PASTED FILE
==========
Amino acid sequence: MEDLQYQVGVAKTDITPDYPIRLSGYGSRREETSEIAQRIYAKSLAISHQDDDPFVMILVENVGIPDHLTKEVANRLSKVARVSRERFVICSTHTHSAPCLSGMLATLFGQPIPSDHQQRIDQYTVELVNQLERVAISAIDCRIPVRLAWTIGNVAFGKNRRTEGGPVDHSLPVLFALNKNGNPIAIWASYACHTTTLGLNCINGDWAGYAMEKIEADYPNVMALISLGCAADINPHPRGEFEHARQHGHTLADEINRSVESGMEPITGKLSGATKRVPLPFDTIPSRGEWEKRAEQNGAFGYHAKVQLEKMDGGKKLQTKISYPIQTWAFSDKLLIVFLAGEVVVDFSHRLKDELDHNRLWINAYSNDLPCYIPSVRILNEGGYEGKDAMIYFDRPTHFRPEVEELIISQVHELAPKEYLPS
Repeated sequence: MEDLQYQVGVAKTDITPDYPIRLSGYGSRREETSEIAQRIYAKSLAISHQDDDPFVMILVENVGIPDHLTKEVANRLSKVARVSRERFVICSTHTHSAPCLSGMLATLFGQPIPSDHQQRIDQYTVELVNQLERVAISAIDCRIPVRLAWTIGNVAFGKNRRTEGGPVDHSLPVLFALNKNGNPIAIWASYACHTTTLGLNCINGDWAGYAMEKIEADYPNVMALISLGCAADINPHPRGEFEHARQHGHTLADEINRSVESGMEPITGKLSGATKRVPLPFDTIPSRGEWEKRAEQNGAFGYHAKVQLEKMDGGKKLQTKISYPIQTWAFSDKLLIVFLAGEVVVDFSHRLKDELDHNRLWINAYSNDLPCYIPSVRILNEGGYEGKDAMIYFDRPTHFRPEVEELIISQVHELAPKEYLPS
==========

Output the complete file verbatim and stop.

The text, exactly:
Amino acid sequence: MEDLQYQVGVAKTDITPDYPIRLSGYGSRREETSEIAQRIYAKSLAISHQDDDPFVMILVENVGIPDHLTKEVANRLSKVARVSRERFVICSTHTHSAPCLSGMLATLFGQPIPSDHQQRIDQYTVELVNQLERVAISAIDCRIPVRLAWTIGNVAFGKNRRTEGGPVDHSLPVLFALNKNGNPIAIWASYACHTTTLGLNCINGDWAGYAMEKIEADYPNVMALISLGCAADINPHPRGEFEHARQHGHTLADEINRSVESGMEPITGKLSGATKRVPLPFDTIPSRGEWEKRAEQNGAFGYHAKVQLEKMDGGKKLQTKISYPIQTWAFSDKLLIVFLAGEVVVDFSHRLKDELDHNRLWINAYSNDLPCYIPSVRILNEGGYEGKDAMIYFDRPTHFRPEVEELIISQVHELAPKEYLPS
Repeated sequence: MEDLQYQVGVAKTDITPDYPIRLSGYGSRREETSEIAQRIYAKSLAISHQDDDPFVMILVENVGIPDHLTKEVANRLSKVARVSRERFVICSTHTHSAPCLSGMLATLFGQPIPSDHQQRIDQYTVELVNQLERVAISAIDCRIPVRLAWTIGNVAFGKNRRTEGGPVDHSLPVLFALNKNGNPIAIWASYACHTTTLGLNCINGDWAGYAMEKIEADYPNVMALISLGCAADINPHPRGEFEHARQHGHTLADEINRSVESGMEPITGKLSGATKRVPLPFDTIPSRGEWEKRAEQNGAFGYHAKVQLEKMDGGKKLQTKISYPIQTWAFSDKLLIVFLAGEVVVDFSHRLKDELDHNRLWINAYSNDLPCYIPSVRILNEGGYEGKDAMIYFDRPTHFRPEVEELIISQVHELAPKEYLPS